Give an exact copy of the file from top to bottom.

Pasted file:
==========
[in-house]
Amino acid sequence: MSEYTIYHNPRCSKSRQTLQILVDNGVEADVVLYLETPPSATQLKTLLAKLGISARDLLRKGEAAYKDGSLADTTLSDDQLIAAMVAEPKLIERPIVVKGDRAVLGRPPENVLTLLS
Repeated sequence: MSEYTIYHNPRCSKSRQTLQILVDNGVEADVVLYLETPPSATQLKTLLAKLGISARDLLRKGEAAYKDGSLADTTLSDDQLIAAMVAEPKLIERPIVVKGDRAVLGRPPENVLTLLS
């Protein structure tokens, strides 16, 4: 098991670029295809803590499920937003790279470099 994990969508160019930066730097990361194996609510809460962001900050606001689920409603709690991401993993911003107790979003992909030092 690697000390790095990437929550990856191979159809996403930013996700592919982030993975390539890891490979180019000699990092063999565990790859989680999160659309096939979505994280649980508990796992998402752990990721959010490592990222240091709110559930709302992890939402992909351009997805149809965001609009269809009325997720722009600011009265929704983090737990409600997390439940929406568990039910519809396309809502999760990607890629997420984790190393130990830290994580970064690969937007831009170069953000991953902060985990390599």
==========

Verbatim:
[in-house]
Amino acid sequence: MSEYTIYHNPRCSKSRQTLQILVDNGVEADVVLYLETPPSATQLKTLLAKLGISARDLLRKGEAAYKDGSLADTTLSDDQLIAAMVAEPKLIERPIVVKGDRAVLGRPPENVLTLLS
Repeated sequence: MSEYTIYHNPRCSKSRQTLQILVDNGVEADVVLYLETPPSATQLKTLLAKLGISARDLLRKGEAAYKDGSLADTTLSDDQLIAAMVAEPKLIERPIVVKGDRAVLGRPPENVLTLLS
């Protein structure tokens, strides 16, 4: 098991670029295809803590499920937003790279470099 994990969508160019930066730097990361194996609510809460962001900050606001689920409603709690991401993993911003107790979003992909030092 690697000390790095990437929550990856191979159809996403930013996700592919982030993975390539890891490979180019000699990092063999565990790859989680999160659309096939979505994280649980508990796992998402752990990721959010490592990222240091709110559930709302992890939402992909351009997805149809965001609009269809009325997720722009600011009265929704983090737990409600997390439940929406568990039910519809396309809502999760990607890629997420984790190393130990830290994580970064690969937007831009170069953000991953902060985990390599």